Why should research be documented?
Research documentation at KI should be done in such a way that it is possible for employees and external colleagues to follow and review the research
Data produced in research at a higher education institution usually has this as the principal (huvudman). The research data that employed researchers collect or generate through a research project belongs to the university. KI owns all the documentation and research data you create at the university. This also applies in case of external financing.
This means that KI has a responsibility to protect data from eg. unauthorized access, and that KI decides to what extent research data should be disclosed in accordance with, e.g. the principle of public access.
For research projects conducted in collaboration with other universities or stakeholders, it is important to establish agreements to regulate collaboration and ownership of research data.
If you leave KI, you are not allowed to bring research data to the new university without permission. If you want continued access to data, you can, together with the new university, apply the principle of public disclosure and request that data is disclosed.
In Sweden, on the other hand, as an academic researcher, you have the copyright to the research and education material you create, as well as the ownership of your patentable inventions (the so-called "Professor's privilege" or so-called "lärarundantaget").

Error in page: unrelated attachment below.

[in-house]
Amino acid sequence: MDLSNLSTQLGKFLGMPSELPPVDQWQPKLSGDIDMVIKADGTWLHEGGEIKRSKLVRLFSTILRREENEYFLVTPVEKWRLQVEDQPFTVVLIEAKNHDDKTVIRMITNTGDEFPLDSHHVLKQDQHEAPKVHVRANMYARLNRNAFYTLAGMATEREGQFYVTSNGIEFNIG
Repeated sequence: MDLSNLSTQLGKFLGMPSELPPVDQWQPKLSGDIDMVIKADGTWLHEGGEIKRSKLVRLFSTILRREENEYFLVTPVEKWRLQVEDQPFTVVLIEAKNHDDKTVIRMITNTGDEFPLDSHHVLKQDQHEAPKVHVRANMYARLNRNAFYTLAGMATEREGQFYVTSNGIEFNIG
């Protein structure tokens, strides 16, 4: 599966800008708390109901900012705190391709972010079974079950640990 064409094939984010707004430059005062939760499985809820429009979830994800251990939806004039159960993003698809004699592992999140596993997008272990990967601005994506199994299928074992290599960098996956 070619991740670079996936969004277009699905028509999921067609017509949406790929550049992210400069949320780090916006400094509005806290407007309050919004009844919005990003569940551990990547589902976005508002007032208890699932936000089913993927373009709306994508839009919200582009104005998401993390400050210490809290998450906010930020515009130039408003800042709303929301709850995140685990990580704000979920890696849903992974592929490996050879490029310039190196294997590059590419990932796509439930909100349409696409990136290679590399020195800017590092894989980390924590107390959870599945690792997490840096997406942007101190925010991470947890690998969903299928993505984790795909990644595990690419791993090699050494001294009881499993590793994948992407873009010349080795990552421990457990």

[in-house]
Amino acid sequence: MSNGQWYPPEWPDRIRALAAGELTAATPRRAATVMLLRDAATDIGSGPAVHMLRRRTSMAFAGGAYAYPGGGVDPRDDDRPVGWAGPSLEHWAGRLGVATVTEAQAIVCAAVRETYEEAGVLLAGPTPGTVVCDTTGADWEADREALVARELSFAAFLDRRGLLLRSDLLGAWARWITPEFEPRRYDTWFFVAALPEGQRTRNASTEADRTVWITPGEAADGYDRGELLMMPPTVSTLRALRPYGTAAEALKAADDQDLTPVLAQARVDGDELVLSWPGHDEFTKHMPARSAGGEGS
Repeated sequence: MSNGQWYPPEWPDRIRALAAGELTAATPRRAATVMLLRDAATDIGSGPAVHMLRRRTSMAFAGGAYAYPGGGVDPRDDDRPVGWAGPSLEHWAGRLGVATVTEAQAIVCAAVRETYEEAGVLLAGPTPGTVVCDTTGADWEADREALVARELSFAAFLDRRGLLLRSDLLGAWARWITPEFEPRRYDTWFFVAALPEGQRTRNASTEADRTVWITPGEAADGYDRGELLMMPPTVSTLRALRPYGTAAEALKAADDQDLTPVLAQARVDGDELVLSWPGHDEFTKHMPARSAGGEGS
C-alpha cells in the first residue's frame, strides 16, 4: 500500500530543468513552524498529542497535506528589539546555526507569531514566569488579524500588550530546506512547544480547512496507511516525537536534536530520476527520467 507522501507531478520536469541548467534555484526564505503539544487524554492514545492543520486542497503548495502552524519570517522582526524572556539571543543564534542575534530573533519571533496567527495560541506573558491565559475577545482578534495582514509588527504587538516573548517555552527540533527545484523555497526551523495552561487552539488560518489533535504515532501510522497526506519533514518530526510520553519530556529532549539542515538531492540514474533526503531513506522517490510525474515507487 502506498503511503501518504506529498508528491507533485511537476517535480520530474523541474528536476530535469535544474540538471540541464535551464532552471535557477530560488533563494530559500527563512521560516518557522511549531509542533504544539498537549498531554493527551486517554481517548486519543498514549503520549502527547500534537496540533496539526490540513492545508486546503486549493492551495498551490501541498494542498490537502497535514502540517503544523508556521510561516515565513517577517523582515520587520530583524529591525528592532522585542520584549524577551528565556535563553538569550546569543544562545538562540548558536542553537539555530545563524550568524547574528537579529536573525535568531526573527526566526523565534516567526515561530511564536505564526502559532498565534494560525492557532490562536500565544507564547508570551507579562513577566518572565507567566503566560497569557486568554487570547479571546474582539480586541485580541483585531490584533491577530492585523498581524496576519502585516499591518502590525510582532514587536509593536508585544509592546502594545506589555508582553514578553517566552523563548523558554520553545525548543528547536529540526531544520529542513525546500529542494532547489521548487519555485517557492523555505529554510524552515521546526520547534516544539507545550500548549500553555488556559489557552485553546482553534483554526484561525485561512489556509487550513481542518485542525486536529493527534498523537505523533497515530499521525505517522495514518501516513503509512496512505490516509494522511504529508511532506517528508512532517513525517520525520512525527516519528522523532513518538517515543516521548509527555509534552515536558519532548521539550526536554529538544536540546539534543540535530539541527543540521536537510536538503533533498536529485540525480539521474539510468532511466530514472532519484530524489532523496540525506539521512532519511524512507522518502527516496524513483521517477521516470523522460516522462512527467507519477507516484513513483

In addition to your obligations to KI, a number of reasons justify research documentation:
- Research ethics. Keeping your research organized through documentation is one of the basic principles of research ethics. Further, proper documentation is key to being able to account for the research process (Swedish Research Council, 2017).
- Traceability and reproducibility. For reviewing and troubleshooting data collection and analysis, documentation is pivotal. The same goes for reproduction of research results. Documentation about data ("metadata") is essential to verify or falsify results.
- Accusations of research misconduct and fraud. In case of an allegation of research misconduct or fraud it is pivotal to be able to show documentation of what has been done, by whom, and when.
- Cooperation. Documentation is vital to avoid unnecessary duplication of research activities and to enhance cooperation between peers.
- Legacy. Archived research documentation is part of KI's legacy and a resource for historians and scholars of science.
- Intellectual property and patent. Documentation of intellectual work is a prerequisite for patent applications.
- Documentation ensures that legal demands are met.